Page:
By- Rashi Mittal
We all love keeping a collection of our favourite lipstick shade. The most popular shade these days found in every closet are orange and red. Have you ever wondered how lipstick can have a connection with the stock market?
Lipstick made its initial cosmetic appearance during the era of the Ancient Egyptians, but the theory that this beauty product can be used as an economic indicator was first recognized when the United States industrial production severely declined, while sales of lipstick (along with cheap entertainment) increased between 1929 and 1933 during the Great Depression.
Similarly, in 2001, the chairman of Estée Lauder Companies Leonard Lauder noticed that his company sold much more lipstick after the September 11 attacks, claiming that the “lipstick effect,” has played an integral role in the company’s sales and thus perhaps lipstick purchases would be a good way to speculate on the economy.
What Is the Lipstick Theory?
The Lipstick theory speculates that consumers may forgo more expensive luxuries, for cheaper thrills, such as lipstick, during economic doubt. Buying cheaper items allow consumers the psychological thrill of “retail therapy,” without unnecessary big item expenditure, and thus lipstick sales thrive.
Some even contend that the theory stems from the idea that people not only want to feel good when times are tough but also must present themselves in a more appealing manner in order to compete for job positions. Thus, according to the theory, small luxuries designed to make them appear better aesthetically and in the work force are good, cheap investments, especially in a recession.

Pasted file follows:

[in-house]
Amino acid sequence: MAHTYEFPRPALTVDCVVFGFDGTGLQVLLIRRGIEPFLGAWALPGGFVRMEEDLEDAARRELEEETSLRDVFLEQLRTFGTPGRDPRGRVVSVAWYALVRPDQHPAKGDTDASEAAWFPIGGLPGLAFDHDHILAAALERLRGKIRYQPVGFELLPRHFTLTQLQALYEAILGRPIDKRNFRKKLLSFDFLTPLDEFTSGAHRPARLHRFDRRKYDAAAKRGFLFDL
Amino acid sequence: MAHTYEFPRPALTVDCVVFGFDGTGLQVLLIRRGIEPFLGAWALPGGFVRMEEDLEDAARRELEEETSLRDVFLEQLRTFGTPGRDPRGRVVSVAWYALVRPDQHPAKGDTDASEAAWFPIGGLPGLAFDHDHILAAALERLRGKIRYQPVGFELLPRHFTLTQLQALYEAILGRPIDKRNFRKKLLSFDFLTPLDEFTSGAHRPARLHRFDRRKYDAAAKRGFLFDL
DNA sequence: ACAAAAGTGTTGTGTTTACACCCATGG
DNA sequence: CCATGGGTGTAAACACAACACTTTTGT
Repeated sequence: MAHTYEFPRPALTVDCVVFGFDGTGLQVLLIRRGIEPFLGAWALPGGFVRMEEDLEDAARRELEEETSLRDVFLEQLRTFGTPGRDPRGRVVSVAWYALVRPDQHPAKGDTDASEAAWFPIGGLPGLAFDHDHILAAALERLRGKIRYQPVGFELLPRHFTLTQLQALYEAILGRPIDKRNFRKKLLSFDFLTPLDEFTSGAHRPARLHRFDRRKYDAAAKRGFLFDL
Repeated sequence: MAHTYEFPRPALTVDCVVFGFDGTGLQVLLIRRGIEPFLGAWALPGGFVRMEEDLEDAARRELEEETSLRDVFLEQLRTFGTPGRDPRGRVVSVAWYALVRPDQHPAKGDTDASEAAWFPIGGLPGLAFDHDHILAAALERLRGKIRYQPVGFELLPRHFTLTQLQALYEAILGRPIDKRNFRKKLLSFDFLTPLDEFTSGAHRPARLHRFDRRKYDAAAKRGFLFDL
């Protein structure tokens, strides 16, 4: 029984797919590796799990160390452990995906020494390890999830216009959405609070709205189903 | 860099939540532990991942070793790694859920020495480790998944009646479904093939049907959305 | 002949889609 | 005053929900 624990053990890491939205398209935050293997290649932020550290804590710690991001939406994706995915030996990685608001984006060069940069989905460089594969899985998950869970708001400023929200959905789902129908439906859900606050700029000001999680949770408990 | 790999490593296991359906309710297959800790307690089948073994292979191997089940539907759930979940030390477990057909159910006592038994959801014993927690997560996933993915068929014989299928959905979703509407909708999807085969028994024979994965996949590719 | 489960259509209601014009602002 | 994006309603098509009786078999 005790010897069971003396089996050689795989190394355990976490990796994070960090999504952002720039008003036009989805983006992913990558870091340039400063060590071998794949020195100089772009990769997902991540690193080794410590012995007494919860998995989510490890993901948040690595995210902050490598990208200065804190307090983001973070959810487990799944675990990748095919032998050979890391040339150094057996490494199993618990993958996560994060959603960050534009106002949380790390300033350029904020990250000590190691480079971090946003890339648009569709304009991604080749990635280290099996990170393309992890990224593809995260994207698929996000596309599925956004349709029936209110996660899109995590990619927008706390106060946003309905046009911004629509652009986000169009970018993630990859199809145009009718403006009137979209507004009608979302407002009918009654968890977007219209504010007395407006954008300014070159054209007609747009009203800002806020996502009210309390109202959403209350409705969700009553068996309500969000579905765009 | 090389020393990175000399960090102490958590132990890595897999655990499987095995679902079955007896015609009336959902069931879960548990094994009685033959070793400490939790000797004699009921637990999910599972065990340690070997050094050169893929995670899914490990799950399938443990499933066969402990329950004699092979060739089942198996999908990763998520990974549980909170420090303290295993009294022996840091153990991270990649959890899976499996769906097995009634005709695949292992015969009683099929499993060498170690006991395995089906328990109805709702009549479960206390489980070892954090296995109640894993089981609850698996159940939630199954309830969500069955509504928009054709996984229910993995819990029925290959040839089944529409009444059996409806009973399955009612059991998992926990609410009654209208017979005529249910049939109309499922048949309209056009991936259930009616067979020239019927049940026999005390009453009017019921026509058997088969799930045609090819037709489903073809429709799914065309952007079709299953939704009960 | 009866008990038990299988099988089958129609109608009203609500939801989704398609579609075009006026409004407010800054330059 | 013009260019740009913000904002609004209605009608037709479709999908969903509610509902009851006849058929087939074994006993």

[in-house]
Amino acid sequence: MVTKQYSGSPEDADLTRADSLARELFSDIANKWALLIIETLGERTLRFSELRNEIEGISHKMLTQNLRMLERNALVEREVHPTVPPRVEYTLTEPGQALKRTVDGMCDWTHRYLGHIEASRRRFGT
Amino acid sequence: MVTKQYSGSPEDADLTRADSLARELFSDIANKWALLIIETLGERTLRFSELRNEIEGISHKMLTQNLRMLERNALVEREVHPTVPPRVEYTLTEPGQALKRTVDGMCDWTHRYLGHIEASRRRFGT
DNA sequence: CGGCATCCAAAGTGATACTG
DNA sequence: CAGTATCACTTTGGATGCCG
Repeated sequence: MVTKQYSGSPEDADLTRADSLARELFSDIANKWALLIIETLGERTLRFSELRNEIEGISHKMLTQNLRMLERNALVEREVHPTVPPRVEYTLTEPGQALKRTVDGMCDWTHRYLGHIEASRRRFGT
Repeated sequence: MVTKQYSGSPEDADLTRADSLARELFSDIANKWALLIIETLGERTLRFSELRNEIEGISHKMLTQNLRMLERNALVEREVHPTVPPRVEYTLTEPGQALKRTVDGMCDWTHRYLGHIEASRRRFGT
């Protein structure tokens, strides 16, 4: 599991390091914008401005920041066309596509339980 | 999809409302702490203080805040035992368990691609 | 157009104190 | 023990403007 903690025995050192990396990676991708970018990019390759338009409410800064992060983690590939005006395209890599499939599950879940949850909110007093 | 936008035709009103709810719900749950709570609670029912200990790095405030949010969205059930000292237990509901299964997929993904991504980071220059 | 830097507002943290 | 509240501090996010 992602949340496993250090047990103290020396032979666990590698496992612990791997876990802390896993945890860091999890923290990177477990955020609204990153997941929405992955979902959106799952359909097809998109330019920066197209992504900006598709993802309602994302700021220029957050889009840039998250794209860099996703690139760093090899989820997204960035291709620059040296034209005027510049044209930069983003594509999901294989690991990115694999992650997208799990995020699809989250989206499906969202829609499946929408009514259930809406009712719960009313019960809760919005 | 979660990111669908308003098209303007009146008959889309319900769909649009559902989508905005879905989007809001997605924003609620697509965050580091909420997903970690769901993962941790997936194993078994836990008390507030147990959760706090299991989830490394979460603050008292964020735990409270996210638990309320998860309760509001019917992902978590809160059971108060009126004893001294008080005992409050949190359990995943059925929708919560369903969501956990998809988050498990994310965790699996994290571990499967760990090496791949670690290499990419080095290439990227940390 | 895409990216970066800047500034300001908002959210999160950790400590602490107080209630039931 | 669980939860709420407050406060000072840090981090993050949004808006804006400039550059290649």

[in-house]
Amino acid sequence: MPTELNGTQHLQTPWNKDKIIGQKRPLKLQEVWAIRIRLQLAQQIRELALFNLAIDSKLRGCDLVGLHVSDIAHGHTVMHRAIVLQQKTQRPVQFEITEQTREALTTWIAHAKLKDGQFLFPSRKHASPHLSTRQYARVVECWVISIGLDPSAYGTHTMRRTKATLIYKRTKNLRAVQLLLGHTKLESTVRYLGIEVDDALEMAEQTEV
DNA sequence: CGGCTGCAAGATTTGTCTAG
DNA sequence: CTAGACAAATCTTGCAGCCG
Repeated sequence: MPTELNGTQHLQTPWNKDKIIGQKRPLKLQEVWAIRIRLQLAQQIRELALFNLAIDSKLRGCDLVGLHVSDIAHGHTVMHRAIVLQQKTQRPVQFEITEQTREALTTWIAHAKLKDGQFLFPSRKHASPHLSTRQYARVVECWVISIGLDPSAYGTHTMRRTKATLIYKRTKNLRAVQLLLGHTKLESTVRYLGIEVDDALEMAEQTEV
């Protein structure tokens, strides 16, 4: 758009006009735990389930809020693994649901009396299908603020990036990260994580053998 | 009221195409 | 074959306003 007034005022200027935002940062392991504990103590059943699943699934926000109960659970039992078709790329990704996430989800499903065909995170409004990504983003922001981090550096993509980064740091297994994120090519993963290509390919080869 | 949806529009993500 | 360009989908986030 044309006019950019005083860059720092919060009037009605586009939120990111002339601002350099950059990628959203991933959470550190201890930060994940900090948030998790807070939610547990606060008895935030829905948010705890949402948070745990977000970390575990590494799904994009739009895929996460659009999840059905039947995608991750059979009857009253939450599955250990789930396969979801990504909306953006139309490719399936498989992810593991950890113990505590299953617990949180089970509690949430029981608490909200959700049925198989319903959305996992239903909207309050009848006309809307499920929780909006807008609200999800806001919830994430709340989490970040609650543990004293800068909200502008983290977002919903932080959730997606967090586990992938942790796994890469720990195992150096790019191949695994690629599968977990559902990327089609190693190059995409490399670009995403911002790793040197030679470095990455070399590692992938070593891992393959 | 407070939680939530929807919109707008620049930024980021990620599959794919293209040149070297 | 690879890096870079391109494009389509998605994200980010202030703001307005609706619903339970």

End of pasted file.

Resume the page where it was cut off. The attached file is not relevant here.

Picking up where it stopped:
Economic and Psychological Components.
Richard DeKaser, the chief economist with National City Corporation, a financial holding company and bank, states that the lipstick theory is “perfectly consistent with all kinds of economic theory.”
Some economists have noted an inverse relationship between the performance of the stock market, and yes, lipstick sales. During recessions, as the theory would predict, personal beauty products tend to significantly outperform the broader market. These so-called defensive stocks are based on products that are not as heavily impacted by economic downturns as fancy cars and fur coats.
Thus, it appears that it is a psychological phenomenon where appearance equals confidence, and confidence leads to a possibility of increased success in the work force, generating higher income. Even if the perfect lipstick does not get you the job, you will feel less guilty spending $20 rather than $500+ on a designer purse.
It’s Not Just Lipstick.
In the 2001 article “Rising Lipstick Sales May Mean Pouting Economy,” from The Wall Street Journal, Emily Nelson writes, “other cosmetic items don’t tend to benefit from the lipstick effect.”
Conversely, in 2010, the effect doesn’t appear to just stop at lipstick, but rather seems to be simply a euphemism for cheap goods. For example, mascara or fashionable consumer items that do not carry the designer price tag can also experience an increase of sales. The lipstick effect does not suggest the same conclusions as general economic theory, whereby hard times lead to a decrease in luxury good purchases and an increase of inferior goods, but claims that a shift to cheaper luxury goods is adopted by consumers.
Retailers are strategically taking advantage of this economic theory to produce higher revenues. There have been reported increased sales in discount stores such as Dollar General (NYSE:DG), Dollar Tree (Nasdaq:DLTR) and Target (NYSE:TGT). And many of these stores have regular product sales that are designed to improve the appearances of both men and women.
This theory, to some might be Nobel Prize worthy. It seems simple yet intelligent enough; when we look good, we feel good and perform better. To others, you can dress the theory up with interesting anecdotes and history, but it does not change what it is: mere coincidence or simply false. Just like putting lipstick on a pig.
Views presented in the article are those of the author and not of ED.